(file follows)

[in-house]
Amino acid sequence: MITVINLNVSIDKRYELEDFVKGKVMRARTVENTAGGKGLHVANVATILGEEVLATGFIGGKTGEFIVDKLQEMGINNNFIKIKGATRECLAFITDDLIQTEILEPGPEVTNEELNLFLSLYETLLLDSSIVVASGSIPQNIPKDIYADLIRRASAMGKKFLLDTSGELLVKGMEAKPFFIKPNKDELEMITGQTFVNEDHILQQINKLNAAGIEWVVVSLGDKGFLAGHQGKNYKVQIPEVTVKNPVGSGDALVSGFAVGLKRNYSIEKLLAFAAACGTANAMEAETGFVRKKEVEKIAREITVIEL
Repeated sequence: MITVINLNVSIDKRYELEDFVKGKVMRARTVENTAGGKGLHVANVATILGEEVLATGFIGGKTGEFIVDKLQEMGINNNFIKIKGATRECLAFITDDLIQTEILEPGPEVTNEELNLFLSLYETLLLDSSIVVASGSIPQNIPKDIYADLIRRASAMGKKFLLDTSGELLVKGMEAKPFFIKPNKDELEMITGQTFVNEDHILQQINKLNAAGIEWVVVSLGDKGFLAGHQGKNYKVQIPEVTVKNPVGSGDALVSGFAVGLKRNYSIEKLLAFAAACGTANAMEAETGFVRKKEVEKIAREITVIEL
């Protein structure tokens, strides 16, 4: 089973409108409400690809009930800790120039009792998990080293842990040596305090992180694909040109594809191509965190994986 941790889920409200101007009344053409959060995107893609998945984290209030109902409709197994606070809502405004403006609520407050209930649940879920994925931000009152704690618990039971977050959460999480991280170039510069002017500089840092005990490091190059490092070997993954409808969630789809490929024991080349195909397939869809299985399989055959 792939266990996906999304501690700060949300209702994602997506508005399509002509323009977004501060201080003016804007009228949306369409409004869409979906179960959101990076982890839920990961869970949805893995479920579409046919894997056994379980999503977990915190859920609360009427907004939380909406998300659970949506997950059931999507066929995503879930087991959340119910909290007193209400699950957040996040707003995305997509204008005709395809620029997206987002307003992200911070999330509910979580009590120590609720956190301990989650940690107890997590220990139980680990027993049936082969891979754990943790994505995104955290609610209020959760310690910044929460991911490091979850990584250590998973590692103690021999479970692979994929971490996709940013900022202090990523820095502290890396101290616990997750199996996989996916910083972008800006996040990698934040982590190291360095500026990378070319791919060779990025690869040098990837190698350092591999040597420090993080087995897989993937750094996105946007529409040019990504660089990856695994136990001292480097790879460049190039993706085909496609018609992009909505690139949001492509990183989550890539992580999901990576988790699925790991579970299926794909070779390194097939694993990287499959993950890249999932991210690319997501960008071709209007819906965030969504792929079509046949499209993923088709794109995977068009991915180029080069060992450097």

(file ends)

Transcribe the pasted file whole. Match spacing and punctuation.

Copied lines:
[in-house]
Amino acid sequence: MITVINLNVSIDKRYELEDFVKGKVMRARTVENTAGGKGLHVANVATILGEEVLATGFIGGKTGEFIVDKLQEMGINNNFIKIKGATRECLAFITDDLIQTEILEPGPEVTNEELNLFLSLYETLLLDSSIVVASGSIPQNIPKDIYADLIRRASAMGKKFLLDTSGELLVKGMEAKPFFIKPNKDELEMITGQTFVNEDHILQQINKLNAAGIEWVVVSLGDKGFLAGHQGKNYKVQIPEVTVKNPVGSGDALVSGFAVGLKRNYSIEKLLAFAAACGTANAMEAETGFVRKKEVEKIAREITVIEL
Repeated sequence: MITVINLNVSIDKRYELEDFVKGKVMRARTVENTAGGKGLHVANVATILGEEVLATGFIGGKTGEFIVDKLQEMGINNNFIKIKGATRECLAFITDDLIQTEILEPGPEVTNEELNLFLSLYETLLLDSSIVVASGSIPQNIPKDIYADLIRRASAMGKKFLLDTSGELLVKGMEAKPFFIKPNKDELEMITGQTFVNEDHILQQINKLNAAGIEWVVVSLGDKGFLAGHQGKNYKVQIPEVTVKNPVGSGDALVSGFAVGLKRNYSIEKLLAFAAACGTANAMEAETGFVRKKEVEKIAREITVIEL
């Protein structure tokens, strides 16, 4: 089973409108409400690809009930800790120039009792998990080293842990040596305090992180694909040109594809191509965190994986 941790889920409200101007009344053409959060995107893609998945984290209030109902409709197994606070809502405004403006609520407050209930649940879920994925931000009152704690618990039971977050959460999480991280170039510069002017500089840092005990490091190059490092070997993954409808969630789809490929024991080349195909397939869809299985399989055959 792939266990996906999304501690700060949300209702994602997506508005399509002509323009977004501060201080003016804007009228949306369409409004869409979906179960959101990076982890839920990961869970949805893995479920579409046919894997056994379980999503977990915190859920609360009427907004939380909406998300659970949506997950059931999507066929995503879930087991959340119910909290007193209400699950957040996040707003995305997509204008005709395809620029997206987002307003992200911070999330509910979580009590120590609720956190301990989650940690107890997590220990139980680990027993049936082969891979754990943790994505995104955290609610209020959760310690910044929460991911490091979850990584250590998973590692103690021999479970692979994929971490996709940013900022202090990523820095502290890396101290616990997750199996996989996916910083972008800006996040990698934040982590190291360095500026990378070319791919060779990025690869040098990837190698350092591999040597420090993080087995897989993937750094996105946007529409040019990504660089990856695994136990001292480097790879460049190039993706085909496609018609992009909505690139949001492509990183989550890539992580999901990576988790699925790991579970299926794909070779390194097939694993990287499959993950890249999932991210690319997501960008071709209007819906965030969504792929079509046949499209993923088709794109995977068009991915180029080069060992450097």